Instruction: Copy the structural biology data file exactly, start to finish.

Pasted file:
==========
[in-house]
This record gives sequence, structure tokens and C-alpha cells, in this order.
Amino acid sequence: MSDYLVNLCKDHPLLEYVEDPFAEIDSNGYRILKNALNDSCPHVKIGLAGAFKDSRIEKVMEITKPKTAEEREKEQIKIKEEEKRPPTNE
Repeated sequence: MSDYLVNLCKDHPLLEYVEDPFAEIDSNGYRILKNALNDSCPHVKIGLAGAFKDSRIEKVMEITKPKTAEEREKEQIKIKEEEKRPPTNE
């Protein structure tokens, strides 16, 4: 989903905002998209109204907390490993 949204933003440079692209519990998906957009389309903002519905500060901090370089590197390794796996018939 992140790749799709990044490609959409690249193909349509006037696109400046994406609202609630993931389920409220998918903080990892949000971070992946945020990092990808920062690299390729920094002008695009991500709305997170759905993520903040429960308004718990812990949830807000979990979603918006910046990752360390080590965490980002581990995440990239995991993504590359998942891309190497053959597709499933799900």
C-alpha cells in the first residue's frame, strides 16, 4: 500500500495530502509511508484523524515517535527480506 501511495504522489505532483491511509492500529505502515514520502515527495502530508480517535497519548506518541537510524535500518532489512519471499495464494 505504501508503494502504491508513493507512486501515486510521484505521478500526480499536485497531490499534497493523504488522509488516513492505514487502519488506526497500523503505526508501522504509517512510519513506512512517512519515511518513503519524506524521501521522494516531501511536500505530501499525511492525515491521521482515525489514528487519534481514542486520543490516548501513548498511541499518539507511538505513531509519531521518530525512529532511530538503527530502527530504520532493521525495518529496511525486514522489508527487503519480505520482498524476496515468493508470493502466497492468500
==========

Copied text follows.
[in-house]
This record gives sequence, structure tokens and C-alpha cells, in this order.
Amino acid sequence: MSDYLVNLCKDHPLLEYVEDPFAEIDSNGYRILKNALNDSCPHVKIGLAGAFKDSRIEKVMEITKPKTAEEREKEQIKIKEEEKRPPTNE
Repeated sequence: MSDYLVNLCKDHPLLEYVEDPFAEIDSNGYRILKNALNDSCPHVKIGLAGAFKDSRIEKVMEITKPKTAEEREKEQIKIKEEEKRPPTNE
């Protein structure tokens, strides 16, 4: 989903905002998209109204907390490993 949204933003440079692209519990998906957009389309903002519905500060901090370089590197390794796996018939 992140790749799709990044490609959409690249193909349509006037696109400046994406609202609630993931389920409220998918903080990892949000971070992946945020990092990808920062690299390729920094002008695009991500709305997170759905993520903040429960308004718990812990949830807000979990979603918006910046990752360390080590965490980002581990995440990239995991993504590359998942891309190497053959597709499933799900």
C-alpha cells in the first residue's frame, strides 16, 4: 500500500495530502509511508484523524515517535527480506 501511495504522489505532483491511509492500529505502515514520502515527495502530508480517535497519548506518541537510524535500518532489512519471499495464494 505504501508503494502504491508513493507512486501515486510521484505521478500526480499536485497531490499534497493523504488522509488516513492505514487502519488506526497500523503505526508501522504509517512510519513506512512517512519515511518513503519524506524521501521522494516531501511536500505530501499525511492525515491521521482515525489514528487519534481514542486520543490516548501513548498511541499518539507511538505513531509519531521518530525512529532511530538503527530502527530504520532493521525495518529496511525486514522489508527487503519480505520482498524476496515468493508470493502466497492468500